Friday File June 26, 2015


On this super warm Alberta day (28’ C, 80’F), we bring you some power insight and our thanks.

We can’t say enough about our terrific customers. Not only do you show us great support and patience, but you also take the time to send us your comments.

“I’m very happy with my PRECISION and will recommend it to all my friends.”

“I appreciate very much what you guys are trying to do with PRECISION and your vision for it in the market sector. I’m sure you guys are doing the best you can and I wish you great market success.”

“We understand the pain during growth. Keep on coming to market with great, innovative products.”

Thank you! These notes keep our team excited to work for you.

We will continue to use the tracker to outline our progress and reach out to customers individually when we have information re specific order timing.

And now some insight on racing with power. This past weekend, two of our crew – Emma and Karel – raced the Kicking Horse Cup in Golden B.C. The race is a true climber’s delight with a flat prologue, followed by a 13km mass start hill climb, and wrapping up with a very hilly (okay, mountainous) road race and here’s Karel’s recap:

Racing a time trial with a power meter like PRECISION is perhaps the easiest race to analyze, so we’ll focus on that. The planning for such a race starts with estimating the time required to cover the course. In this case, the prologue was 6 km long, and flat, so I estimated that I should be able finish in approximately 8 minutes (approximately 45km/hr).

Those of you already training with power will recognize the following graph as a maximal power curve. The graph shows power on the vertical axis and time on the horizontal axis. Programs like TrainingPeaks and Golden Cheetah generate and maintain these graphs throughout your training by updating the graph every time you hit a new maximum average power for a time interval on the horizontal axis. According to my power curve, the best power output I’ve managed during this season over an 8 minute interval (our time estimate) is about 345 watts.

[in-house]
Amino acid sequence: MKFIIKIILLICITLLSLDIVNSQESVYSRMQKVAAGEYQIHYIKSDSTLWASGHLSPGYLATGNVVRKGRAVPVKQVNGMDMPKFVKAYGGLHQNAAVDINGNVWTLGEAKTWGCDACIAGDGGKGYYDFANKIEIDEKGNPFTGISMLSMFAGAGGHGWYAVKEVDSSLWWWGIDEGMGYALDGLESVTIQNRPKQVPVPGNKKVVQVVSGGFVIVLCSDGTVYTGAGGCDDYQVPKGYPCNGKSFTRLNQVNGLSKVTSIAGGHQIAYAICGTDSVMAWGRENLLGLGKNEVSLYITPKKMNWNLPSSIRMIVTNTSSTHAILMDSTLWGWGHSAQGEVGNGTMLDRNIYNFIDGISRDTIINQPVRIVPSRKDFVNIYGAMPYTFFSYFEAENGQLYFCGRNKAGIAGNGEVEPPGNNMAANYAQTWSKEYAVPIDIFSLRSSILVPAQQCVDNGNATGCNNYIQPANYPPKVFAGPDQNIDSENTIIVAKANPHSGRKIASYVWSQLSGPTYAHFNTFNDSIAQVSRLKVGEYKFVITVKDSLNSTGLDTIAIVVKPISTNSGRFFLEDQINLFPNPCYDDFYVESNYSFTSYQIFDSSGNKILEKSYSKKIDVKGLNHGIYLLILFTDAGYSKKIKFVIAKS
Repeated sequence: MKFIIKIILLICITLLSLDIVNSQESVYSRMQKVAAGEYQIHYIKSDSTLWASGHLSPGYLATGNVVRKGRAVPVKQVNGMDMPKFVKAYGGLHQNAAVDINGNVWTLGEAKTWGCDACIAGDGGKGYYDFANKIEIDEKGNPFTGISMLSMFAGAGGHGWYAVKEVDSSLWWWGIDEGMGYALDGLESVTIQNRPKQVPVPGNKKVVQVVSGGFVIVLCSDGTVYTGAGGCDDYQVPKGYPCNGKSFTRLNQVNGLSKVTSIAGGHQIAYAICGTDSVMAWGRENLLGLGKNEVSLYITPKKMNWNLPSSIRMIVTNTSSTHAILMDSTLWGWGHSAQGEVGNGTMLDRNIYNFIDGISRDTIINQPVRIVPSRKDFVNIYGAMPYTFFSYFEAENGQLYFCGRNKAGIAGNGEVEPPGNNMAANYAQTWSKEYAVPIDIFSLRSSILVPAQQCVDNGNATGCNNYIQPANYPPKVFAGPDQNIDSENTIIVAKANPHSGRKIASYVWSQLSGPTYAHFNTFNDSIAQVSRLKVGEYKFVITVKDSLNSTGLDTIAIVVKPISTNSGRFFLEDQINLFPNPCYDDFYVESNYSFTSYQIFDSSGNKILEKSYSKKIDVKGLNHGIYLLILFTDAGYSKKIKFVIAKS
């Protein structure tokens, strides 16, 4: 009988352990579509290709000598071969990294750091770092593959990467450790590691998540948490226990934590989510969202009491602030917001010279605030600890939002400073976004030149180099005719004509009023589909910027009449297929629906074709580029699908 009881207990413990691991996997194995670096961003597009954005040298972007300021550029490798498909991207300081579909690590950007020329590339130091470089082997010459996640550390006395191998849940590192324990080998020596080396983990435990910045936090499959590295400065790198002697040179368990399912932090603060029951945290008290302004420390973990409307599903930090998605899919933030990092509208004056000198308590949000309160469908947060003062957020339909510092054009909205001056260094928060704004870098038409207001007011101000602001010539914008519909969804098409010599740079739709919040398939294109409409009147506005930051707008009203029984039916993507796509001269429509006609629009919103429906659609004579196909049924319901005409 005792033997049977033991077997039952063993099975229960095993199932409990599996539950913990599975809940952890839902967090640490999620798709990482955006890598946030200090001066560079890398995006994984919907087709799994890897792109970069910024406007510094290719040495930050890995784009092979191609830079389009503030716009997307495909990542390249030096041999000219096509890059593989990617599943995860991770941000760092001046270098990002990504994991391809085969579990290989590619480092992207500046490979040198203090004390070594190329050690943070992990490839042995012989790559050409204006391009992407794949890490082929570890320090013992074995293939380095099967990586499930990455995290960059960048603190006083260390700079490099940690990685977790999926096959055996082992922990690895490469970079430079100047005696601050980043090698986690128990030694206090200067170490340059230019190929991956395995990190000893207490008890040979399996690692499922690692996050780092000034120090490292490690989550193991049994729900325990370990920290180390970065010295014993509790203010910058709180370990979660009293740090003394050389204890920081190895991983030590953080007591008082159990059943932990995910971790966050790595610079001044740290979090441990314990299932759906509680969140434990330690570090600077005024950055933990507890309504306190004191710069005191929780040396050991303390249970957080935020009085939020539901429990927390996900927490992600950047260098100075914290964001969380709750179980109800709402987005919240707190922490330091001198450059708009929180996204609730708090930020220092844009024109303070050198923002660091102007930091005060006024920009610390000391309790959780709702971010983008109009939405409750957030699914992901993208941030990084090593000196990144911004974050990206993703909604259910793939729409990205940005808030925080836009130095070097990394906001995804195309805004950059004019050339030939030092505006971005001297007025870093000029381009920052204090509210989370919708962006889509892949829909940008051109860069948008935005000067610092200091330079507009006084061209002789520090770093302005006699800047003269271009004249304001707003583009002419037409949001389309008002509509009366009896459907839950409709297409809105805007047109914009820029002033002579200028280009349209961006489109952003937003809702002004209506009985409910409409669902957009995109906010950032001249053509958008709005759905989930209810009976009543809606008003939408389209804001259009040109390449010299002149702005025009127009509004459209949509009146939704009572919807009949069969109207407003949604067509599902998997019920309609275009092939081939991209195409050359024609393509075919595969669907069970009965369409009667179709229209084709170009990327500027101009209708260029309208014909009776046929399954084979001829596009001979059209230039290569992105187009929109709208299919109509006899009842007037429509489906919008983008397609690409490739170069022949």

chart 1

To me this indicates that if I’m well rested, if I get a good warm up in, and if I have a good day (yes a lot of ifs), then I should be able to average 345 watts during the race, and that should be my target. In order to hit that target, I use a very simple screen setup for my bike computer. All it shows is distance, 3-second average power and average power.

The pink line on my maximal power curve shows the power profile from the race. As you can see, there’s a sharp point at approximately 7:45 (the actual length of time it took to complete the race). The point comes very close to touching my maximal power curve indicating that I came just short of hitting a new best average power for that time interval, so it was a good effort.

What differentiates a good effort from a great effort is pacing. Ideally, you’d want to have very steady power output for the duration of the race. This is hard to accomplish, especially in a short time trial due to adrenaline, and the fear of going out too easily, and not being able to get that time back later in the race. The graph below shows my power output during the race and you can see that I’ve made the very common error of going out too hard at the beginning and then fading towards the end. Had I had the self-control to start a little easier, I probably could have maintained that effort till the end, and been a few seconds faster.

In the end, the effort was good enough for 4th place. Our illustrious product manager, on the other hand, managed to win that race (and the others) in her category.